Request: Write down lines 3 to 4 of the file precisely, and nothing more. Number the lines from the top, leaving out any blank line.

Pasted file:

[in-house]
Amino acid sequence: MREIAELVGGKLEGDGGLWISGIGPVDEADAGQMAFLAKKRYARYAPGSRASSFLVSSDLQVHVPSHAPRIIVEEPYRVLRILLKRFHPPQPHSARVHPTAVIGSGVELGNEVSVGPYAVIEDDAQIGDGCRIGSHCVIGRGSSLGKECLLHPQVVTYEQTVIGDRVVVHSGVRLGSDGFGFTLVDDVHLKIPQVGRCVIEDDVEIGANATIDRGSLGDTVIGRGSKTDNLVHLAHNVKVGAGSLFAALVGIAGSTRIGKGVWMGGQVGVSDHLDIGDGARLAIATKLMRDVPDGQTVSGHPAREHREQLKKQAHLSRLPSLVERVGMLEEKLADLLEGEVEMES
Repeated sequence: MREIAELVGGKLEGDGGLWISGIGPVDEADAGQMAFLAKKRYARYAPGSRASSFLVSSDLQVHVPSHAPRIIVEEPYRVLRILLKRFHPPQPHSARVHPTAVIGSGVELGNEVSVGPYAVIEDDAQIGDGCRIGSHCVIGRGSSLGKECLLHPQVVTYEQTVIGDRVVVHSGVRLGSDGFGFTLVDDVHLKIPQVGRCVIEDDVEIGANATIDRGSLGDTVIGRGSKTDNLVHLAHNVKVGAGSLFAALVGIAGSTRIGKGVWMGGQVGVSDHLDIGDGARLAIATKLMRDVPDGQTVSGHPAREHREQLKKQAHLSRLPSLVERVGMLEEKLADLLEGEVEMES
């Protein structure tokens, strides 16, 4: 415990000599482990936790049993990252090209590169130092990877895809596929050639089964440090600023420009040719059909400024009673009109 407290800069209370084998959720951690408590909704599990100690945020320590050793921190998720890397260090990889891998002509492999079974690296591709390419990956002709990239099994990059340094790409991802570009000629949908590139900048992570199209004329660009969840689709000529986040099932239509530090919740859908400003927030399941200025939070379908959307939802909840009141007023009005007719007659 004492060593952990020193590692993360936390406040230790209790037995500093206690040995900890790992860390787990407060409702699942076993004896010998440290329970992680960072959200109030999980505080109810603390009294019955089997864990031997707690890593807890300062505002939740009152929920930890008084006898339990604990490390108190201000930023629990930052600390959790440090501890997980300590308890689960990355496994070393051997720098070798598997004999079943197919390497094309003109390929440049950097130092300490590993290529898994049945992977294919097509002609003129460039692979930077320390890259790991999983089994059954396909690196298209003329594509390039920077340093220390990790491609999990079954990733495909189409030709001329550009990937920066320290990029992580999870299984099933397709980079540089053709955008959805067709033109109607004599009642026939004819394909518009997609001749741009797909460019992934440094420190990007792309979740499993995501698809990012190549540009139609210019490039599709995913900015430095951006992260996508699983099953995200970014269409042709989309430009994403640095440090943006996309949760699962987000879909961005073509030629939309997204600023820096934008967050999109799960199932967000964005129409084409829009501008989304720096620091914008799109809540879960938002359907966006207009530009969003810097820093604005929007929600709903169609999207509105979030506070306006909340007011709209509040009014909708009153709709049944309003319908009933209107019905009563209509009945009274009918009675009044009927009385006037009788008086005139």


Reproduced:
Repeated sequence: MREIAELVGGKLEGDGGLWISGIGPVDEADAGQMAFLAKKRYARYAPGSRASSFLVSSDLQVHVPSHAPRIIVEEPYRVLRILLKRFHPPQPHSARVHPTAVIGSGVELGNEVSVGPYAVIEDDAQIGDGCRIGSHCVIGRGSSLGKECLLHPQVVTYEQTVIGDRVVVHSGVRLGSDGFGFTLVDDVHLKIPQVGRCVIEDDVEIGANATIDRGSLGDTVIGRGSKTDNLVHLAHNVKVGAGSLFAALVGIAGSTRIGKGVWMGGQVGVSDHLDIGDGARLAIATKLMRDVPDGQTVSGHPAREHREQLKKQAHLSRLPSLVERVGMLEEKLADLLEGEVEMES
């Protein structure tokens, strides 16, 4: 415990000599482990936790049993990252090209590169130092990877895809596929050639089964440090600023420009040719059909400024009673009109 407290800069209370084998959720951690408590909704599990100690945020320590050793921190998720890397260090990889891998002509492999079974690296591709390419990956002709990239099994990059340094790409991802570009000629949908590139900048992570199209004329660009969840689709000529986040099932239509530090919740859908400003927030399941200025939070379908959307939802909840009141007023009005007719007659 004492060593952990020193590692993360936390406040230790209790037995500093206690040995900890790992860390787990407060409702699942076993004896010998440290329970992680960072959200109030999980505080109810603390009294019955089997864990031997707690890593807890300062505002939740009152929920930890008084006898339990604990490390108190201000930023629990930052600390959790440090501890997980300590308890689960990355496994070393051997720098070798598997004999079943197919390497094309003109390929440049950097130092300490590993290529898994049945992977294919097509002609003129460039692979930077320390890259790991999983089994059954396909690196298209003329594509390039920077340093220390990790491609999990079954990733495909189409030709001329550009990937920066320290990029992580999870299984099933397709980079540089053709955008959805067709033109109607004599009642026939004819394909518009997609001749741009797909460019992934440094420190990007792309979740499993995501698809990012190549540009139609210019490039599709995913900015430095951006992260996508699983099953995200970014269409042709989309430009994403640095440090943006996309949760699962987000879909961005073509030629939309997204600023820096934008967050999109799960199932967000964005129409084409829009501008989304720096620091914008799109809540879960938002359907966006207009530009969003810097820093604005929007929600709903169609999207509105979030506070306006909340007011709209509040009014909708009153709709049944309003319908009933209107019905009563209509009945009274009918009675009044009927009385006037009788008086005139």